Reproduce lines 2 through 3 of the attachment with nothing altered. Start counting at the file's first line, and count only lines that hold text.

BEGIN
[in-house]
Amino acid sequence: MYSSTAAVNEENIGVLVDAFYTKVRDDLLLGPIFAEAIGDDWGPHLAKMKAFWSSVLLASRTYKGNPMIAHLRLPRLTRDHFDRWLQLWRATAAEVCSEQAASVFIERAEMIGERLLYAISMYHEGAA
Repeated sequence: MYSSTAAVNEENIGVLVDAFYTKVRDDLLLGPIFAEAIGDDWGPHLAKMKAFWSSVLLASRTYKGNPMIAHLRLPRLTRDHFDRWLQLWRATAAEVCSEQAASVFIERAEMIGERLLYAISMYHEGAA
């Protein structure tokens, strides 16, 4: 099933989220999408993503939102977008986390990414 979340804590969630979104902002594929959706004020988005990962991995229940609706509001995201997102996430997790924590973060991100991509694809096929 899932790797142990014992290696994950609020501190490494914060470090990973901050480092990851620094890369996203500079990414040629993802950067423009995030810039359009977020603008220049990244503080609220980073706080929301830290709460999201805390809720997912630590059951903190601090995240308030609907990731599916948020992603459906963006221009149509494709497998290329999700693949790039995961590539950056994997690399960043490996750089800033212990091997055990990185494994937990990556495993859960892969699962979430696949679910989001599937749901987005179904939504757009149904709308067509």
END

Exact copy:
Amino acid sequence: MYSSTAAVNEENIGVLVDAFYTKVRDDLLLGPIFAEAIGDDWGPHLAKMKAFWSSVLLASRTYKGNPMIAHLRLPRLTRDHFDRWLQLWRATAAEVCSEQAASVFIERAEMIGERLLYAISMYHEGAA
Repeated sequence: MYSSTAAVNEENIGVLVDAFYTKVRDDLLLGPIFAEAIGDDWGPHLAKMKAFWSSVLLASRTYKGNPMIAHLRLPRLTRDHFDRWLQLWRATAAEVCSEQAASVFIERAEMIGERLLYAISMYHEGAA